TRAVERSE CITY, Mich. (AP) — Michigan environmental regulators are promising faster reviews of applications to protect homes or structures threatened by rising Great Lakes levels.
The Department of Environment, Great Lakes and Energy said Wednesday it will expedite permits for actions such as placing rocks or building seawalls to prevent erosion.
Director Liesl Clark said permit consideration requires a balance between protecting property and safeguarding environmental features such as dunes, shorelines and bluffs.
She said excessive or poorly designed shoreline protection structures can disrupt natural processes and damage neighboring properties.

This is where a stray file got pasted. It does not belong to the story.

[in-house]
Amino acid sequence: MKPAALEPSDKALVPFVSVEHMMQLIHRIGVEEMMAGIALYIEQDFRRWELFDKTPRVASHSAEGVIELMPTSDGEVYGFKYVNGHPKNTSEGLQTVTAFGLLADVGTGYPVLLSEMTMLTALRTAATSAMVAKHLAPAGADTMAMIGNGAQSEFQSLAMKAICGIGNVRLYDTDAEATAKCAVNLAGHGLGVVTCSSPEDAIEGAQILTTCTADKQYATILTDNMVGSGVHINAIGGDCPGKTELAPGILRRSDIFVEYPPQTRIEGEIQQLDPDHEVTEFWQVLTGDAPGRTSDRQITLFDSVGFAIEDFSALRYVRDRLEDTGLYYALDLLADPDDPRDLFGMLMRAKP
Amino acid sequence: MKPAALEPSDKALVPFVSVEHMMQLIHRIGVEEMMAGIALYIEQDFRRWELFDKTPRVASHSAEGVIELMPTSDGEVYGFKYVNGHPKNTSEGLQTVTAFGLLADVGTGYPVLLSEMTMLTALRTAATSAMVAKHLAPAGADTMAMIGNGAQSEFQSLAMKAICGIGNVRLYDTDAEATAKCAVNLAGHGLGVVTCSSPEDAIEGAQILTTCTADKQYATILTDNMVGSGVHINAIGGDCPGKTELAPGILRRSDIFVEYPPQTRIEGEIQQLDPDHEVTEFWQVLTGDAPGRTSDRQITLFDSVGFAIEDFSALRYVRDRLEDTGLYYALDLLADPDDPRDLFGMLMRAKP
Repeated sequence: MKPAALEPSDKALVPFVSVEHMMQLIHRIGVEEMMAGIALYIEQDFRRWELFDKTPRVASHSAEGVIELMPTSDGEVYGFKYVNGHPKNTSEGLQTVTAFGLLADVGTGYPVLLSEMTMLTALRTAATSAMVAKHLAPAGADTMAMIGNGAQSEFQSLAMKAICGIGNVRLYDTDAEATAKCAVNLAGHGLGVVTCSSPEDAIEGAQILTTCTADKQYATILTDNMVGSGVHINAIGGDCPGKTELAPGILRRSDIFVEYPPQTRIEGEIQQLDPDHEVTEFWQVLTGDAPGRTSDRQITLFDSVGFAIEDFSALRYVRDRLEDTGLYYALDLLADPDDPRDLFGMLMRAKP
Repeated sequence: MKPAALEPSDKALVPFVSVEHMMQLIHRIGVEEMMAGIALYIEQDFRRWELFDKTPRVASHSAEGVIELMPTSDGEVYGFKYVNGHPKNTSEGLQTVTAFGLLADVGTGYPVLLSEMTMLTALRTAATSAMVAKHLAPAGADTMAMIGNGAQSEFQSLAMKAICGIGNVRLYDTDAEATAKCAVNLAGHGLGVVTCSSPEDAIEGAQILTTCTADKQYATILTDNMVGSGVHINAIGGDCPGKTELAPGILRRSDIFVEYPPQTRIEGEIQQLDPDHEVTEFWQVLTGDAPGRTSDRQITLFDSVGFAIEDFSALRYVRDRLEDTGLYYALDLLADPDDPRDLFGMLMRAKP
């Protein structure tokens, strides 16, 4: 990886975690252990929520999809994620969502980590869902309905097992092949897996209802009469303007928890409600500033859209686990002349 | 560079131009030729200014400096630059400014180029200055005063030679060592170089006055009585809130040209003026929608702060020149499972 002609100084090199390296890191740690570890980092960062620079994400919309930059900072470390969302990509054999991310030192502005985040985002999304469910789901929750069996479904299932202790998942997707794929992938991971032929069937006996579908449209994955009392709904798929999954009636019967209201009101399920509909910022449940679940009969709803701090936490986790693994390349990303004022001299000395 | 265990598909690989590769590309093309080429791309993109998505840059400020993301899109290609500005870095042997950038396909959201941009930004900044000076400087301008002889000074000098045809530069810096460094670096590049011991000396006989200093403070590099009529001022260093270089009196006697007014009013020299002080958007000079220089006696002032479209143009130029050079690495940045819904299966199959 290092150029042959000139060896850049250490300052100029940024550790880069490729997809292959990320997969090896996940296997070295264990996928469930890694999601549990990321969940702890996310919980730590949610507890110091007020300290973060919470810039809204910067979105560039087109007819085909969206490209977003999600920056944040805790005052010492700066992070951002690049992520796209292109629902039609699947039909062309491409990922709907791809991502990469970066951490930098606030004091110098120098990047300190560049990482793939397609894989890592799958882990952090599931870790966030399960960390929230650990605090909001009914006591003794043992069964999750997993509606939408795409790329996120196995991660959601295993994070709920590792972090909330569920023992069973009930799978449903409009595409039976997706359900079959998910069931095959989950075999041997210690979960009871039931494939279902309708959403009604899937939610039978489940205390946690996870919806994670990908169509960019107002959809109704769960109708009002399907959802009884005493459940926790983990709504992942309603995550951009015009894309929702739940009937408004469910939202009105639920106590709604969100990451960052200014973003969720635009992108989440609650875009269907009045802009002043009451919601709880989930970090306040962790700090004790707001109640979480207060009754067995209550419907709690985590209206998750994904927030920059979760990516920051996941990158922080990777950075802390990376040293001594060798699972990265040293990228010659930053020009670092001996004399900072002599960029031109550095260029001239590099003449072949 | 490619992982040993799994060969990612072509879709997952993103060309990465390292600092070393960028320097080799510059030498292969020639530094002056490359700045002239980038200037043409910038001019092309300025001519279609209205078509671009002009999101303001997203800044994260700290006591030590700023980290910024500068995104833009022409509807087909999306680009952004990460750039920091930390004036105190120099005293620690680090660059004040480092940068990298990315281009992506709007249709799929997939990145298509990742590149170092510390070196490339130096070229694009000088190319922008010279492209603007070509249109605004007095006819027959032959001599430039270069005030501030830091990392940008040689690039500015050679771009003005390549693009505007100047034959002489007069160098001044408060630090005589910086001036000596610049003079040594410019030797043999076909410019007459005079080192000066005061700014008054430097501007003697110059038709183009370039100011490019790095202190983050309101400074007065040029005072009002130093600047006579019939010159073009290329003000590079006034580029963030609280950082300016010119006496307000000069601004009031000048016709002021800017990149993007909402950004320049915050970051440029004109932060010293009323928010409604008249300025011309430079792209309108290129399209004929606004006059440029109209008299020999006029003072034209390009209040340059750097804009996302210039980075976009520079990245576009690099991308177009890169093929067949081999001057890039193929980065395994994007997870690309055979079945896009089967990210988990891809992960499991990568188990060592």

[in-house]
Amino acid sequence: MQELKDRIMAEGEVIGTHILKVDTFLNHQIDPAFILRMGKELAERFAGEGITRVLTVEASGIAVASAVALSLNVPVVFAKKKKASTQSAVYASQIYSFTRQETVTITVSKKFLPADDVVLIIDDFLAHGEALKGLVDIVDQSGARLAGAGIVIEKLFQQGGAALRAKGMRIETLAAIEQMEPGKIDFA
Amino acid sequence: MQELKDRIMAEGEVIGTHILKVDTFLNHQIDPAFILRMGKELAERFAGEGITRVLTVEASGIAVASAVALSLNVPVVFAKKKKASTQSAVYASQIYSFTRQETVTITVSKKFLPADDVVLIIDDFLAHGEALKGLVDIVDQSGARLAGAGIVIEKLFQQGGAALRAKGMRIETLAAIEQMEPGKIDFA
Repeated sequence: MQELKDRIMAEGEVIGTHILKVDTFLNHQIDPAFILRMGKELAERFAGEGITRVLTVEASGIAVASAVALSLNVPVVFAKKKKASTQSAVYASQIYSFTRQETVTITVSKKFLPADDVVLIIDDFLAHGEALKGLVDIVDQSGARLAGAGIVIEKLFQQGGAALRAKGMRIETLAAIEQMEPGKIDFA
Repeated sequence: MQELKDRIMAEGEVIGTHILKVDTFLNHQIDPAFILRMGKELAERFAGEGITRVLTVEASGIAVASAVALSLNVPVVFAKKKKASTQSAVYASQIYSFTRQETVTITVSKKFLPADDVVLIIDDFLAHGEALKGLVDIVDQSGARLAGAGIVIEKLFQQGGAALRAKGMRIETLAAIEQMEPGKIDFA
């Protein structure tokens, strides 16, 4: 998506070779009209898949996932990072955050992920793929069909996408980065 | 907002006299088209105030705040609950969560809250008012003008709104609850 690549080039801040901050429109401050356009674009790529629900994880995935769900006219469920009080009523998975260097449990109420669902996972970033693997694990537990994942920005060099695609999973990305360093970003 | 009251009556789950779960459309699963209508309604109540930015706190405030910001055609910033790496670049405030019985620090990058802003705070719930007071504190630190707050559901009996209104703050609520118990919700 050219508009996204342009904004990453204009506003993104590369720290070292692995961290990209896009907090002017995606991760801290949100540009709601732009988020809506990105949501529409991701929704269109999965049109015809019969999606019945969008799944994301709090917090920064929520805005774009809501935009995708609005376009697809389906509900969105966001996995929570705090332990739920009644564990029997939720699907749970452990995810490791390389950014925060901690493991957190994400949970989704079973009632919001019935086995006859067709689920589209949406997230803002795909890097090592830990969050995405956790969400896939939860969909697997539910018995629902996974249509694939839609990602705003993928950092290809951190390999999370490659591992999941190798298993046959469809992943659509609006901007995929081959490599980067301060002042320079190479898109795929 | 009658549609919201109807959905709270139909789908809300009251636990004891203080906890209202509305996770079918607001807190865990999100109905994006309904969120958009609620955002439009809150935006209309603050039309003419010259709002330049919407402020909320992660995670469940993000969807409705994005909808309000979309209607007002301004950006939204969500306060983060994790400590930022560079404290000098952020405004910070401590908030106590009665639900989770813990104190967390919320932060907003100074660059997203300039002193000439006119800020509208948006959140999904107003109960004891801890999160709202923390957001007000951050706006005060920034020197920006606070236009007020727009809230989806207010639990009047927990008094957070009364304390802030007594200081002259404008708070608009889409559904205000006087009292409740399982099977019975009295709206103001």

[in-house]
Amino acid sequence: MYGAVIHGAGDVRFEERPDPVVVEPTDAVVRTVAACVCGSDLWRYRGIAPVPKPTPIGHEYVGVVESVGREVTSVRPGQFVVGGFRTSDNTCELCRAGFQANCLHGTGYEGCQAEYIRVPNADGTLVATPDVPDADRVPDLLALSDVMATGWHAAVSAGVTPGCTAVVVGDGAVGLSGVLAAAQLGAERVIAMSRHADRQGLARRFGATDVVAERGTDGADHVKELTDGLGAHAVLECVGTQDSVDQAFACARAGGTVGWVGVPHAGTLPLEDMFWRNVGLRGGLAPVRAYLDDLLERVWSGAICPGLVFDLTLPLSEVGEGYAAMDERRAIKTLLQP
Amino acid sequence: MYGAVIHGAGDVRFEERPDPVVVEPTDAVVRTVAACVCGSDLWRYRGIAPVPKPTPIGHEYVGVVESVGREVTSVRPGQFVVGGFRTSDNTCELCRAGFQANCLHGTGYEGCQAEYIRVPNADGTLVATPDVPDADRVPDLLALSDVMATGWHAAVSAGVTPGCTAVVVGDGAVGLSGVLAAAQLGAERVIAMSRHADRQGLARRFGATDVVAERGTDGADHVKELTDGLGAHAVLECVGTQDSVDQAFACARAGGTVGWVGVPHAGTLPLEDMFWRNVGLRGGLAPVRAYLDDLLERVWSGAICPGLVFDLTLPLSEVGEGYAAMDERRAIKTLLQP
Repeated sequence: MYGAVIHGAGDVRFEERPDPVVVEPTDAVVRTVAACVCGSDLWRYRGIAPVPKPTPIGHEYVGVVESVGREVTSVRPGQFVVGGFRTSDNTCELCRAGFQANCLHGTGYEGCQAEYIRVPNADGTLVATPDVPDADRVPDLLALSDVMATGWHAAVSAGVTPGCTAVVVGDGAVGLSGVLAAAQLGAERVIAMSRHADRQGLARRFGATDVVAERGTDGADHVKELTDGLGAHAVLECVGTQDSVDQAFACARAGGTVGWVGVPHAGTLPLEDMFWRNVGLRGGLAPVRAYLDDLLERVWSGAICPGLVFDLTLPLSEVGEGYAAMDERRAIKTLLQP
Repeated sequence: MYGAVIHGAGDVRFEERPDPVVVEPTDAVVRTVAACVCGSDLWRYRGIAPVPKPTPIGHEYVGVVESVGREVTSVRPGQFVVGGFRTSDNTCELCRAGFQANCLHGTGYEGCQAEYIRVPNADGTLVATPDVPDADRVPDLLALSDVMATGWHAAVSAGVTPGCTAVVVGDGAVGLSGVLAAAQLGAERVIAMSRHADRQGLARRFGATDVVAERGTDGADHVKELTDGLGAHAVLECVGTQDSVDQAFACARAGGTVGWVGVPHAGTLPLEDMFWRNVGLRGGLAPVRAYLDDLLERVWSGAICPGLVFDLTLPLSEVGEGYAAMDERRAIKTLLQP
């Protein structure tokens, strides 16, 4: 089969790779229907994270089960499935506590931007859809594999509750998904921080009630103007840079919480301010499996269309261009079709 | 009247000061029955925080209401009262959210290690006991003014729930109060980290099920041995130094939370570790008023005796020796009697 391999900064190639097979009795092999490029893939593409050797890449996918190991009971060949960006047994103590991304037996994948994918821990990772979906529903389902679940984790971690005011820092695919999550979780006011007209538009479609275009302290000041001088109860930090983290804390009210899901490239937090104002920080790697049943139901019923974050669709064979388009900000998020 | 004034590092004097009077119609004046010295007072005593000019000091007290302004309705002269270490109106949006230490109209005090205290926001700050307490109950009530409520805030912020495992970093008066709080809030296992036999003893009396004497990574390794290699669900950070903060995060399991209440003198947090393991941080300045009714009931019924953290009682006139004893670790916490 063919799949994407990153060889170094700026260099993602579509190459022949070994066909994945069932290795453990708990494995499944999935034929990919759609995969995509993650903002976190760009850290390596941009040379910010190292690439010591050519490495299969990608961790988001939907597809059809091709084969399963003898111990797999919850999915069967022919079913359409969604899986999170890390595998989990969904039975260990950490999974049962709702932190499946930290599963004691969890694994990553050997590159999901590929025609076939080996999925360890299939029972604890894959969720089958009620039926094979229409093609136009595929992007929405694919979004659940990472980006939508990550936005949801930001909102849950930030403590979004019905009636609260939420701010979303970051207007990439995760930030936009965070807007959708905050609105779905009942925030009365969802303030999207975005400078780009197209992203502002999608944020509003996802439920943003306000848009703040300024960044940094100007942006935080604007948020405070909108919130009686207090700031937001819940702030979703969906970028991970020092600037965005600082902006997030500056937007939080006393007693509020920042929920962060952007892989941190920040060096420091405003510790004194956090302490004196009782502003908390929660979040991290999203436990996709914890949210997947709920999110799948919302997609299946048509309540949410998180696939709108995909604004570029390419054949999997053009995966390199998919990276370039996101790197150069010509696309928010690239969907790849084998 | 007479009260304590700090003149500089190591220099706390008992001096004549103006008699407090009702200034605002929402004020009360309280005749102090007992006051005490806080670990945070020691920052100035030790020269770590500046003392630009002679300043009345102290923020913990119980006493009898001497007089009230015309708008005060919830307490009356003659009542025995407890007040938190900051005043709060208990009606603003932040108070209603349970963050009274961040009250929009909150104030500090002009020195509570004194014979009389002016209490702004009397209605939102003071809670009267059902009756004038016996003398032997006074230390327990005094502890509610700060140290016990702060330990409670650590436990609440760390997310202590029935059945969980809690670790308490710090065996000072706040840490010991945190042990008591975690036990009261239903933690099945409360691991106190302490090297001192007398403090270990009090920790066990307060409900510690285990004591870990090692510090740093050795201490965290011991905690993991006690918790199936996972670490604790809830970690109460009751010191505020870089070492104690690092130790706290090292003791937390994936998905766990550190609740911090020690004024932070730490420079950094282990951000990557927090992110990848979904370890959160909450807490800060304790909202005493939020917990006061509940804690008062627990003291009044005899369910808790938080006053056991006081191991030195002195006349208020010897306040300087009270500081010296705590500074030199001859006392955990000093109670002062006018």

It usually takes 60-90 days to process shoreline permits. EGLE says it will act much faster where homes or infrastructure are at risk.
The number of shoreline protection permits granted has risen sharply in recent years.
In many cases, permits from the U.S. Army Corps of Engineers also are required for placing materials along the water.
Featured Image: Shoreline erosion stabilization techniques, Photo by US Army Corps of Engineers via nao.usace.army.mil